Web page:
“At times this re­form has been con­ten­tious and con­fus­ing, and ob­vi­ously it’s had its share of crit­ics,” Obama said in the Rose Garden. “That’s part of what change looks like in a demo­cracy. Change is hard. Fix­ing what’s broken is hard. Over­com­ing skep­ti­cism and fear of something new is hard. And a lot of times, folks would prefer the dev­il they know to the dev­il they don’t. But this law is do­ing what it’s sup­posed to do. It’s work­ing.”

In ways they’ve nev­er dis­cussed be­fore, seni­or ad­min­is­tra­tion of­fi­cials now ad­mit they feared late last fall that the en­tire law might col­lapse un­der the weight of Demo­crat­ic de­fec­tions and ag­gress­ive Re­pub­lic­an calls for re­peal. The math­em­at­ics of veto-proof ma­jor­it­ies al­ways ar­gued against re­peal, but the night­mare of Health­Care.gov fol­lowed by the “polit­ic­al lie of the year” on in­di­vidu­al in­sur­ance policies filled seni­or Obama ad­visers with Af­ford­able Care Act ex­ist­en­tial dread.

Look­ing back on it now, seni­or of­fi­cials heap praise on the triage team led by Jef­frey Zi­ents that re­built the web­site. But they also pro­claim with jut-jawed ar­rog­ance this un­as­sail­able and in ret­ro­spect vi­tal polit­ic­al fact: Not one Sen­ate Demo­crat who voted for Obama­care and only two House Demo­crats (Jim Math­eson of Utah and Mike McIntyre of North Car­o­lina) ever backed full re­peal. That real­ity wasn’t al­ways a sure thing. The party dis­cip­line on re­peal re­flects the tenacity of the Demo­crats who drove it through every le­gis­lat­ive obstacle: House Minor­ity Lead­er Nancy Pelosi and Sen­ate Ma­jor­ity Lead­er Harry Re­id.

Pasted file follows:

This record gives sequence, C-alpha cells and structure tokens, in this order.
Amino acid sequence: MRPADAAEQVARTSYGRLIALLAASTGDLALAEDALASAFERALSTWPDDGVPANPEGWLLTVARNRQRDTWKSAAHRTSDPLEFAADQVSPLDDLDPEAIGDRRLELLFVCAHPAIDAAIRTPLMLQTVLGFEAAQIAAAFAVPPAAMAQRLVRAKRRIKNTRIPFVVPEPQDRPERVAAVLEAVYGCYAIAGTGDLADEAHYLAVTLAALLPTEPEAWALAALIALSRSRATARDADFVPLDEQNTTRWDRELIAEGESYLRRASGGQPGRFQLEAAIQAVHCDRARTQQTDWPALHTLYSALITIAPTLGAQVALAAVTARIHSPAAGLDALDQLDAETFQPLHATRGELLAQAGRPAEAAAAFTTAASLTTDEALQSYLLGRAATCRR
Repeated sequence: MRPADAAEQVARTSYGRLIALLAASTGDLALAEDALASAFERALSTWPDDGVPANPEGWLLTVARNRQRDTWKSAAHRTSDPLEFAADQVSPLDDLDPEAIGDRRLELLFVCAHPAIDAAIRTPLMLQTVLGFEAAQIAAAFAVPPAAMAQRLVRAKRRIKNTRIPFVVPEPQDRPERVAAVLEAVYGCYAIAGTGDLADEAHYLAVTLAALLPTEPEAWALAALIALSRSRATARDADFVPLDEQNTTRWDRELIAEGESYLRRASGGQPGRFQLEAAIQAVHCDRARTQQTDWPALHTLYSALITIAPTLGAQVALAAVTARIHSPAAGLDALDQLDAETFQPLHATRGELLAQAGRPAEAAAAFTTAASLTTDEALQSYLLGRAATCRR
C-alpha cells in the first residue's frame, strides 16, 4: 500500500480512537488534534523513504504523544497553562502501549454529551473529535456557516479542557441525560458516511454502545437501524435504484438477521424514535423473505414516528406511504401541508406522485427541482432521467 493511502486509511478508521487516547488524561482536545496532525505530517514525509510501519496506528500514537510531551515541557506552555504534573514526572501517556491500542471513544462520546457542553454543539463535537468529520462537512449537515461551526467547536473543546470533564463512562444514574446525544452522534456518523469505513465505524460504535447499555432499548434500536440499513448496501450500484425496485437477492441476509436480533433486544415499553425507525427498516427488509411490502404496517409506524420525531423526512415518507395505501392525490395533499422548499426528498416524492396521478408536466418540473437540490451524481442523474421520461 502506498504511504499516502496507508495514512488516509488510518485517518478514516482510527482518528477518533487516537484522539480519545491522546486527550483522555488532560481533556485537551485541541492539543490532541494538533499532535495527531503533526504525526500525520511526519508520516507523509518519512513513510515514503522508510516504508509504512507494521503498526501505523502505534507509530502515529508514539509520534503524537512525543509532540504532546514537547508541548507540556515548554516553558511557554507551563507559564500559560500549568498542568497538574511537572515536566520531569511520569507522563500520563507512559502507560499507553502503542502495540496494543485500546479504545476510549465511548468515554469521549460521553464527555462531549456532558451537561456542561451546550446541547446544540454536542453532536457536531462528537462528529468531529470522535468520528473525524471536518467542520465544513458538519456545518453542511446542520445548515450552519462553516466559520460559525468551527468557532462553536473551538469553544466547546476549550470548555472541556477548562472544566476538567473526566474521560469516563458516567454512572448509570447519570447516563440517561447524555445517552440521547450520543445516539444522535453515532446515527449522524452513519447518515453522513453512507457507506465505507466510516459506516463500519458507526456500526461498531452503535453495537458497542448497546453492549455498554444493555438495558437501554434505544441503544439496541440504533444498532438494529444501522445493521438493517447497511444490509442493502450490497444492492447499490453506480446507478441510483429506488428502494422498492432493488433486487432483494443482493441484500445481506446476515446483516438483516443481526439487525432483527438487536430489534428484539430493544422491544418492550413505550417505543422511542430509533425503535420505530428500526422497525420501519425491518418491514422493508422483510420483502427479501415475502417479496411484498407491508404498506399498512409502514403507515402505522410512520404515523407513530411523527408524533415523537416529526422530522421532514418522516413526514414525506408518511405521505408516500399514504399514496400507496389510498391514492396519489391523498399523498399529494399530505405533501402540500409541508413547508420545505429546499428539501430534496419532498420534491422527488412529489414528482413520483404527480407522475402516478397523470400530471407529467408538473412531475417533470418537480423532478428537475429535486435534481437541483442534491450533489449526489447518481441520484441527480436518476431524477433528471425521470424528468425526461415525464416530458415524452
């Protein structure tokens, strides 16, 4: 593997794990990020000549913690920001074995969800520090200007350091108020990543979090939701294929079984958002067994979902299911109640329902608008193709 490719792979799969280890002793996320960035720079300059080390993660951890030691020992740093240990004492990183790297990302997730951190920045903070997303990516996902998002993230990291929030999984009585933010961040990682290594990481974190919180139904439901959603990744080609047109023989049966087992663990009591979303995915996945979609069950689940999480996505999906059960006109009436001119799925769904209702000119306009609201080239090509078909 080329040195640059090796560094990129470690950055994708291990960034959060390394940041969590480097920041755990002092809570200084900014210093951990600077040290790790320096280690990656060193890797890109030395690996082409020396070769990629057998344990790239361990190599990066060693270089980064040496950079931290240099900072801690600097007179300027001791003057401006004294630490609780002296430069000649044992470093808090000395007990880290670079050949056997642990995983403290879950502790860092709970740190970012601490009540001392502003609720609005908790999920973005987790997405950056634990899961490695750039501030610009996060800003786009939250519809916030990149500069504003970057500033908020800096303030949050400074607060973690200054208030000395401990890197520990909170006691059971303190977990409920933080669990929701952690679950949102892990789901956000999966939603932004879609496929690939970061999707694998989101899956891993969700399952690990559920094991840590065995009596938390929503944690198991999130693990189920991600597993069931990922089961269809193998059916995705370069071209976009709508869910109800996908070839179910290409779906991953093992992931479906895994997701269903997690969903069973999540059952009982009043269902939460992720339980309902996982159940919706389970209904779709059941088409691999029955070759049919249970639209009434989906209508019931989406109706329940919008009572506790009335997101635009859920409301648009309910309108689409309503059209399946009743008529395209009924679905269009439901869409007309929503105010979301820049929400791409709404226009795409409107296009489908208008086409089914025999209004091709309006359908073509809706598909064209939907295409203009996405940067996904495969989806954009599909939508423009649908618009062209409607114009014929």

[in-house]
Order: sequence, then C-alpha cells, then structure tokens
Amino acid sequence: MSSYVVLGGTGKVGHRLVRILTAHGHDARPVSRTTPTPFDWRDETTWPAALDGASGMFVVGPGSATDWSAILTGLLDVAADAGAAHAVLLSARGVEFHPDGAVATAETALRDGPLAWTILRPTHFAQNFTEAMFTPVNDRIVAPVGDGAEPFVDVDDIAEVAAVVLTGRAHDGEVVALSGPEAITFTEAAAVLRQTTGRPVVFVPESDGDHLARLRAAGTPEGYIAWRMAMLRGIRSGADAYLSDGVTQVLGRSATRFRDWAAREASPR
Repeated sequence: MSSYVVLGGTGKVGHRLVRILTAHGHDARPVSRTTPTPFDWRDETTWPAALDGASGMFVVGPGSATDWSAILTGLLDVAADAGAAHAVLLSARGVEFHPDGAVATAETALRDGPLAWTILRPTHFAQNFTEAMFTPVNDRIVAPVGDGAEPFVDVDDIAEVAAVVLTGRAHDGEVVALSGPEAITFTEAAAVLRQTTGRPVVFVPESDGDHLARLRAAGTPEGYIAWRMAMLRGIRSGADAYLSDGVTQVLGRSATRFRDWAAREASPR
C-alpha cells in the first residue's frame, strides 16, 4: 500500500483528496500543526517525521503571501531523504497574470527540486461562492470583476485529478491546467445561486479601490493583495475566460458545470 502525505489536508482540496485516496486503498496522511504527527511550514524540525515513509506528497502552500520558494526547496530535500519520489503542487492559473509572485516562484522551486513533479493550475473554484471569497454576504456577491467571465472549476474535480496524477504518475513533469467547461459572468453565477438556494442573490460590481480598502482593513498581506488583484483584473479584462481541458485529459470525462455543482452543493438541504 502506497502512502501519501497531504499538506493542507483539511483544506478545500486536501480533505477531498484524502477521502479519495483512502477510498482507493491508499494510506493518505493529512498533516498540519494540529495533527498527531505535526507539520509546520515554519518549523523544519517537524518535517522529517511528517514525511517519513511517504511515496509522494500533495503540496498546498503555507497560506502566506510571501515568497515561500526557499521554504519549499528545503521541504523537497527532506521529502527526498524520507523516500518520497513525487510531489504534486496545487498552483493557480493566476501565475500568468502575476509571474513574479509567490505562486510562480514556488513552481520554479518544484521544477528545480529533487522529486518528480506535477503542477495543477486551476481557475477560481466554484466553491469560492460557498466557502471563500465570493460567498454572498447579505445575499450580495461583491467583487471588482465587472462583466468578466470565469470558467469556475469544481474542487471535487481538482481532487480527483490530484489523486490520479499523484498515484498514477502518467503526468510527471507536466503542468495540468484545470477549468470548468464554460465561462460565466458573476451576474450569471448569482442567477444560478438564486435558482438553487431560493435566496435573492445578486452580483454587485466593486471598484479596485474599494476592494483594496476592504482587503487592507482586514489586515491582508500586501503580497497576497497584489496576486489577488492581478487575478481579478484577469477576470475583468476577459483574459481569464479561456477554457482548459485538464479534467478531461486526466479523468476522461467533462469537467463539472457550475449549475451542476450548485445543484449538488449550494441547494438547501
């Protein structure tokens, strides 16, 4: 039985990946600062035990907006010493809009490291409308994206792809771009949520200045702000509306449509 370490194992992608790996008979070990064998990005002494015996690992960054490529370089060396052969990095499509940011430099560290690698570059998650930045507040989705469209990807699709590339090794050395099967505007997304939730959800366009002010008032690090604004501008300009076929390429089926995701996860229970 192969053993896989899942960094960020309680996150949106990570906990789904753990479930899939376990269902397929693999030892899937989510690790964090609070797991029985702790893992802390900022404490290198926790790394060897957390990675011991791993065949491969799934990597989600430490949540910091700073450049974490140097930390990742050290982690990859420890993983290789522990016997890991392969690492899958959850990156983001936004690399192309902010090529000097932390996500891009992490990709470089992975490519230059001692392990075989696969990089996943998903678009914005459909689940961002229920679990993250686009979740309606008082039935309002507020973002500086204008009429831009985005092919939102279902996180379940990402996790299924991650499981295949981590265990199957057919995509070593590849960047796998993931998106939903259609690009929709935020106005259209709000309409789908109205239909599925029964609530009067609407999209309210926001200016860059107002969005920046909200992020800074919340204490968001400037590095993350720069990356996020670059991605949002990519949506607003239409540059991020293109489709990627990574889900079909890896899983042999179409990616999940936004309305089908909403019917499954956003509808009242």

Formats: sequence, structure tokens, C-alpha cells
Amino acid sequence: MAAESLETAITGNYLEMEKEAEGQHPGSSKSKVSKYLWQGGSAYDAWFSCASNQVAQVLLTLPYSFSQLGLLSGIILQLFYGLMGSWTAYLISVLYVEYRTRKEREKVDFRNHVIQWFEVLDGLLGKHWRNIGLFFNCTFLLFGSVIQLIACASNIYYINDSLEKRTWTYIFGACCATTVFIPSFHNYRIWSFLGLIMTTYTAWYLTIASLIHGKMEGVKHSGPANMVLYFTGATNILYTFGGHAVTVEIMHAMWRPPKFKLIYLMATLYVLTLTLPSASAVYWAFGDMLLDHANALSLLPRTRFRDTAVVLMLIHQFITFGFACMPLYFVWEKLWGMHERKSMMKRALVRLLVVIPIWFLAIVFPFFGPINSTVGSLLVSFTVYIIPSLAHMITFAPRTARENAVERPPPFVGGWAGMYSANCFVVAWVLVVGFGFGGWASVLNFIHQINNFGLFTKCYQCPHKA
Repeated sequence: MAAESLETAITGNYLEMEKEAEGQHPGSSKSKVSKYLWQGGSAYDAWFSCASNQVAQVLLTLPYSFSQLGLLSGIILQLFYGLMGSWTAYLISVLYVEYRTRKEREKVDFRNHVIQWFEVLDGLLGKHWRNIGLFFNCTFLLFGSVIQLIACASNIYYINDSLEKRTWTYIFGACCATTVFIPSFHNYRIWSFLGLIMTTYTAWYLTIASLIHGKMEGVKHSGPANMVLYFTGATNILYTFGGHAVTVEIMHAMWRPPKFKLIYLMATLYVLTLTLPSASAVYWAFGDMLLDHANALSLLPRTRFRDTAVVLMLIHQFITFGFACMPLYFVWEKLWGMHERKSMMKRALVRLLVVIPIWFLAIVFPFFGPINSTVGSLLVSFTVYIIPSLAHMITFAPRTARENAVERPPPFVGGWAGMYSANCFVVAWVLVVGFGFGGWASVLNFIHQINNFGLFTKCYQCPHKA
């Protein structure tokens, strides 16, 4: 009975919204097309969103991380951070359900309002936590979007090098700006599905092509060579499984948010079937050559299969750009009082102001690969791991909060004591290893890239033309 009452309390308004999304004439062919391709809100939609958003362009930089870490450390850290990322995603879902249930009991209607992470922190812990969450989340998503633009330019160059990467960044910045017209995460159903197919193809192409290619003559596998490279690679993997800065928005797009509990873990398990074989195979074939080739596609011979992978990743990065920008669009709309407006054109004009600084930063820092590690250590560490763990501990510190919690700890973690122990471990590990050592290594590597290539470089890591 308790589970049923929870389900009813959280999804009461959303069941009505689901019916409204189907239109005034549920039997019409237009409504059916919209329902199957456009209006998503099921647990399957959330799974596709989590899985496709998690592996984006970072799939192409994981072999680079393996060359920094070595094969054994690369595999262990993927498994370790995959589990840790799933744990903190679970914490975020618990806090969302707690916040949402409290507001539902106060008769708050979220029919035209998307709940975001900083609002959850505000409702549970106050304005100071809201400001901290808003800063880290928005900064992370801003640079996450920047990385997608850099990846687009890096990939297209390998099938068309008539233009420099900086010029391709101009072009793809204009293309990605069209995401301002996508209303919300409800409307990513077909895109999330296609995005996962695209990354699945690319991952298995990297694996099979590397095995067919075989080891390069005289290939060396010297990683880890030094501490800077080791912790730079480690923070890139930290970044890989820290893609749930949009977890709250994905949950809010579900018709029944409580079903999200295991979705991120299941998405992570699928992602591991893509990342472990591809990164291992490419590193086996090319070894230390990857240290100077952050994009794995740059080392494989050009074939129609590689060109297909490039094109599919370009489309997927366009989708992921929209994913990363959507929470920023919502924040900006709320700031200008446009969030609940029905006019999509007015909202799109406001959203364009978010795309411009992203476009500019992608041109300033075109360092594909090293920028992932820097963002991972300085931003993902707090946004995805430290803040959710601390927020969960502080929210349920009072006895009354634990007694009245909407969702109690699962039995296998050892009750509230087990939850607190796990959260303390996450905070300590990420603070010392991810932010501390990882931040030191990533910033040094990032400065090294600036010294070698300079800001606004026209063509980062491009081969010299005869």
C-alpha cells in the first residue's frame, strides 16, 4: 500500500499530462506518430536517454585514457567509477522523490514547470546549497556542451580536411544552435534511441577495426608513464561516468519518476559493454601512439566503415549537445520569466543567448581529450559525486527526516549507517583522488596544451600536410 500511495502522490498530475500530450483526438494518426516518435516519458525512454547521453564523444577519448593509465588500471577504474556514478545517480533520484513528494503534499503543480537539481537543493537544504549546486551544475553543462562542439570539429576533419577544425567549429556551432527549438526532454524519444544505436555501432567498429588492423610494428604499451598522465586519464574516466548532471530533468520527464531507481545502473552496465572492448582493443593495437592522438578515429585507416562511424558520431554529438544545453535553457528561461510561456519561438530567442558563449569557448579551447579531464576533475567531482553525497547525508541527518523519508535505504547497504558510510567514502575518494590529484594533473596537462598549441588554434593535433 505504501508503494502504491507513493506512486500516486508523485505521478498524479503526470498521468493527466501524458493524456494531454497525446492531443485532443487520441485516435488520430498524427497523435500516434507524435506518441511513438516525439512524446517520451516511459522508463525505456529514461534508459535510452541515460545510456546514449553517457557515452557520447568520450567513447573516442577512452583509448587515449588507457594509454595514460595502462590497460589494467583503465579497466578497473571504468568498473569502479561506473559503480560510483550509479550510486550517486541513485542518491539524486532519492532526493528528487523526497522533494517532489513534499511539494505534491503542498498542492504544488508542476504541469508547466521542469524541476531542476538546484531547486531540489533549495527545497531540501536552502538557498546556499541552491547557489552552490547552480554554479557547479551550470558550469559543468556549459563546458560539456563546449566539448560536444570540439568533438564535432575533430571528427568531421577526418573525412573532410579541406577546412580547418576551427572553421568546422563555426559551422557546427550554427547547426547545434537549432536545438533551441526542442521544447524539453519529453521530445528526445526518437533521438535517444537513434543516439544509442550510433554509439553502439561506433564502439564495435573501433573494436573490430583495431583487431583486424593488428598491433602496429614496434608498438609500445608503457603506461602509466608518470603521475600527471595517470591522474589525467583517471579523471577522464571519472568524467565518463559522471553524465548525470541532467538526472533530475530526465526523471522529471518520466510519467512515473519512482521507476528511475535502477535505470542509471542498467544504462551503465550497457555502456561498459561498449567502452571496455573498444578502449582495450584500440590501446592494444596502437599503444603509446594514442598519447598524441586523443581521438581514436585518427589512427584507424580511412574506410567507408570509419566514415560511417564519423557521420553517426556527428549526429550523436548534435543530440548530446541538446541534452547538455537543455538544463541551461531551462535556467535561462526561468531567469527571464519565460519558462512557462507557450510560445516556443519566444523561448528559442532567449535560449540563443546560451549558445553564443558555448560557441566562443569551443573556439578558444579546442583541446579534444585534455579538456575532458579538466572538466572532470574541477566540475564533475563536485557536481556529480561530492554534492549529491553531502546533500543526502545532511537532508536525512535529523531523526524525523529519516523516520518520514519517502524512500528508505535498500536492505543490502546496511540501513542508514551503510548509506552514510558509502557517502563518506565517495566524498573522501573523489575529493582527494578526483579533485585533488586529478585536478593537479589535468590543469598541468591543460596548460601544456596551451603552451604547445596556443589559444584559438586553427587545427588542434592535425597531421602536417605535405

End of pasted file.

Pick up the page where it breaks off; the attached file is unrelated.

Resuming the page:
Obama made calls and held some hands. But Pelosi and Re­id ran rough­shod on the un­settled, her­ded the doubt­ful, and schooled the un­wit­ting in the grue­some polit­ics of pun­ish­ing trait­ors.

Pelosi met with Obama at the White House Tues­day, and I asked her if she ever feared Obama­care would col­lapse. “Nev­er,” she said. “It nev­er for one in­stant oc­curred to me that the Af­ford­able Care Act would col­lapse. Yes, the web­site didn’t per­form. We were very dis­ap­poin­ted. It was an em­bar­rass­ment. But it was an epis­ode, and it’s over. And you can’t be afraid of one thing or an­oth­er. I didn’t even know that that was the mood in the White House. That’s news to me. I nev­er shared that.”

It’s easi­er now, in ret­ro­spect, to de­clare such anxi­ety un­think­able. But it was real in­side the White House and Demo­crat­ic cloak­rooms. For the White House, talk of vul­ner­able Demo­crats run­ning away from Obama­care in the midterms sounds al­most quaint. They know the real danger of Demo­crats run­ning away was in Novem­ber and Decem­ber. If they didn’t cut and run then, they’re un­likely to do so now. And the polit­ics now are even sim­pler than then. Does a Demo­crat be­lieve he or she can run against Obama­care and at­tract the Obama co­ali­tion?

The White House doesn’t. And un­like Re­pub­lic­an strategists, it and Pelosi and Re­id have stared down po­ten­tial de­fect­ors. Dur­ing Obama­care’s worst days, Obama kept his team in place, and so did Re­id and Pelosi. The law and its num­bers, the re­vi­sions and delays will con­tin­ue to un­fold month by month and year by year. But the story of hold­ing the Demo­crats to­geth­er on Obama­care is as it was from the start: Obama-Pelosi-Re­id, a con­stel­la­tion of con­stancy amid the chaos.

The au­thor is Na­tion­al Journ­al cor­res­pond­ent-at-large and chief White House cor­res­pond­ent for CBS News. He is also a dis­tin­guished fel­low at the George Wash­ing­ton Uni­versity School of Me­dia and Pub­lic Af­fairs.

COR­REC­TION: An earli­er ver­sion of this story in­cor­rectly said that no House or Sen­ate Demo­crat backed re­peal of Obama­care. In fact, two House Demo­crats — Jim Math­eson of Utah and Mike McIntyre of North Car­o­lina — did.